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Suzie Ivy is a retired police detective and lives high in the Arizona mountains with her husband and two dogs.
on April 25, 2012 :
Absolutely terrific book, bought it the day after buying and reading Bad Luck Cadet, Suzy has a wonderful writing style that allows you to fall into the book very easily then not want to come out again until the book's finished! The stories she shares range from moving to very humourous but all the while remaining riveting reading! Can't wait for the next one!
(reviewed within a month of purchase)
on April 14, 2012 :
Bad luck Officer
Joining the cops should be done when you have the energy to deal with the ridiculously wearing hours. You should also join when you have enough innocence left to get it smushed around a bit, but not entirely destroyed. Joining at the age of 45, which is about when I retired from the profession is a mad, wild thing to do. Something only a complete nutter would do, surely?
This is the premise for Suzie Ivy's entry into the world of blue at age 45, and the subject of this book.
I'd already read, with howling belly laughter, her faltering steps on the slippery stage of police academy in Bad Luck Cadet. That convinced me that the woman is without doubt, as sane as a box of frogs. What she would do, when set free on the street, would be anyone's guess.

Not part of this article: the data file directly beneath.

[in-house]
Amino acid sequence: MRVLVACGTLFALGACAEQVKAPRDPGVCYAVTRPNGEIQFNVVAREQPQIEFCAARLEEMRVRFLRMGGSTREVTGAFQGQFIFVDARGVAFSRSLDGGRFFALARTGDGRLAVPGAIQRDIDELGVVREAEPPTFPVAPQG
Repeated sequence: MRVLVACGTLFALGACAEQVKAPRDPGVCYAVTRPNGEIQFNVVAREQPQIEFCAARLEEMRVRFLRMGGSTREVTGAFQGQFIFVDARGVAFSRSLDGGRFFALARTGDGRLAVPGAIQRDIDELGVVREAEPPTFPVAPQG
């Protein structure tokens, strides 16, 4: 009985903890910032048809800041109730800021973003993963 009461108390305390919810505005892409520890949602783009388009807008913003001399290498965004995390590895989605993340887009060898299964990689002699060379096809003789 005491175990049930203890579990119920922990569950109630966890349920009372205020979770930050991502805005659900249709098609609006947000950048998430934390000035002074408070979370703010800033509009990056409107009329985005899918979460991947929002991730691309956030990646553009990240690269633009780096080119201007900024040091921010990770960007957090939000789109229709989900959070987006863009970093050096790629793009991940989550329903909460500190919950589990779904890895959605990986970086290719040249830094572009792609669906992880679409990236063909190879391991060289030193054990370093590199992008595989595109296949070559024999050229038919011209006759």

I've read a lot of blue blogs, memoirs and heard most of the stories that arise from those experiences. Far too many of them take the quite natural view that only a vast change of political landscape in society will FIX THINGS. Quite naturally, they then rant endlessly about their politics rather than discussing what people do, which is the interesting stuff.
What people do, the mad, wild, heroic and cruel things they do is the stuff of daily entertainment and heartbreak. However cynical or experienced you are in life, they surprise you every day. Well, they surprised me.
Suzie handles this like a real human being, like me and you. Not Superwoman, but a real, living, breathing, crying and laughing thing with blood in her veins.
Suzie is tough, of that have no question. Her humanity is retained, and here is the glory of this book. In it's well-written pages you'll find that tea-bag being placed continuously in hot water, each time coming out stronger. It is the story of a hero of modern society. Someone who retains the good bits, while dealing with the nasty bits.
I'd never thought a police memoir would enthuse me like a pep rally. This one does. A wonderful story, beautifully written and told with a sense of humour. I've never completed a book that left me wanting to meet the writer so much. This is real police work, recounted by a real police woman.
This is a rare treat, enjoy:)
(reviewed long after purchase)